The 3rd grade teachers were discussing a class election and I asked if I could help out. It sounded like a lot of fun. The students prepared posters and speeches at home and in their classrooms for President, Vice President, Treasurer, and Secretary. I was trying to figure out a way to incorporate some technology into the events. I decided to create an electronic ballot for them to use on our new Chromebooks. This was a great way to get them using some technology AND it would give us some data in a spreadsheet to play with as well! I also made certificates for the "winners" to take home. (Oh.... I made sugar cookies for the two classes as well, yummy!)

Here are the "voting booths" that I created for the 3rd graders and some of the other things that I set up:

We still have to analyze the data in our spreadsheets, but I need to find some time to change some names around so that the students don't see the actual percentages of specific candidates- I guess there were some hurt feelings after the election :( 

Friday, October 28, 2016

It's Fairy Nice to See You...

Today is "Halloween" at our school. I always try to come up with a over the top costume. This year, I decided to do a costume that went along with a project I was doing with the 1st graders.

The first graders have been really busy working on all kinds of Fairy Projects in the Tech Lab. They have really been getting into it and I love every minute of it. When my daughter was younger, we built her a fairy house (doll house) on top of a tree trunk in our yard. I will always remember how she would run to the house after school to see if the fairies visited that day or if they possibly left a treat. She was even in our local paper and we found her article all over the internet as the Associated Press picked it up! So in the Tech Lab, the students in first grade have been doing:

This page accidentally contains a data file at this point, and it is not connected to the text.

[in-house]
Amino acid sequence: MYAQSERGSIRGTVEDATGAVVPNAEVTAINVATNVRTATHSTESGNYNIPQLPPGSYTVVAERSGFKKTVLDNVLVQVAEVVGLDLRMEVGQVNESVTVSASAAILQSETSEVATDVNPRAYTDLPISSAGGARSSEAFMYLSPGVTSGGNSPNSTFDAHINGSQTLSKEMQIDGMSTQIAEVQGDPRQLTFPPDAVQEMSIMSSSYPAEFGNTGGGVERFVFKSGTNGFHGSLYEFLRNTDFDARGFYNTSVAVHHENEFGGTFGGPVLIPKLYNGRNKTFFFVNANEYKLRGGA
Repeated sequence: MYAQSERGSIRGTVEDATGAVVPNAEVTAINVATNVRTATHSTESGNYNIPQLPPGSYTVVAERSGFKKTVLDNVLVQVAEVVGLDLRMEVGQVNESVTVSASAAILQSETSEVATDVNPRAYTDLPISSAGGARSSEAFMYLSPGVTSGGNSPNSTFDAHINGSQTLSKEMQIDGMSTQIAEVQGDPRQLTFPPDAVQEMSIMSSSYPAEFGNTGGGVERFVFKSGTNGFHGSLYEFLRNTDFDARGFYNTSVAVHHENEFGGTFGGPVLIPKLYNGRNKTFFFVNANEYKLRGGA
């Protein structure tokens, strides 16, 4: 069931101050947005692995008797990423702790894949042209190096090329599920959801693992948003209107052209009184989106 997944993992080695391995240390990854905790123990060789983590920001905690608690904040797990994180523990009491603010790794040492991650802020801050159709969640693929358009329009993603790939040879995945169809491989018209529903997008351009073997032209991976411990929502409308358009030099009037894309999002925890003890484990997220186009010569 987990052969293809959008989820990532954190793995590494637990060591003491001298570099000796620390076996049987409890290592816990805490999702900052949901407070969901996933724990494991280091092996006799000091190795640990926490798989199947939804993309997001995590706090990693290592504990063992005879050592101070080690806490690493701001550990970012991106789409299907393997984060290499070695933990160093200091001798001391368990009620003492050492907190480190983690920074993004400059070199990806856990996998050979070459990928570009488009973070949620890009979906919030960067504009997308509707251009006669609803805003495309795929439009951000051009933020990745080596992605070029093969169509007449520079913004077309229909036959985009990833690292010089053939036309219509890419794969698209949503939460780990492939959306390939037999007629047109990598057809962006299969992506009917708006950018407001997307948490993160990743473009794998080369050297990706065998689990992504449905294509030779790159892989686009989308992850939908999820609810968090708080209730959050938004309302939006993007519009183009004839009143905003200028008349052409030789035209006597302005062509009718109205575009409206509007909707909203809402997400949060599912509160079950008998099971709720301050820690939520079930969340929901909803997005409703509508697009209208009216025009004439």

• Research on Fairies which included Google Images, books from my personal library, and books from the local library.
  • Students did a nature hunt and collected branches, leaves, acorns, etc and we went over to the school garden and they built fairy houses in collaborative groups. (fits in nicely with our STEM Initiative)
  • We went back to school garden and they took pictures with the iPads of their fairy houses. They needed to remember 3 things when taking the pictures: Be still, center their object on the iPad and be close enough to see some details. They were little detectives too... the fairies came to visit because we found lots of fairy dust and they left a few notes for the class thanking them for the wonderful houses!
  • Students created an online drawing, that was inspired by the fairy house they built. They created these drawings at (Paint Go!)
  • The students are going to finish their project as a class by creating PowerPoint Presentations. This will be their first experience using this software. 
  • I will create a video that provides an overview of all the pieces and parts!

Oh, that's me... I am an Autumn Fairy. Their teacher said that I was the talk of the room this morning and they thought that I had turned into a real fairy! I told them Mrs. Wyszynski would probably return on Monday. Halloween is such a fun day to be a teacher!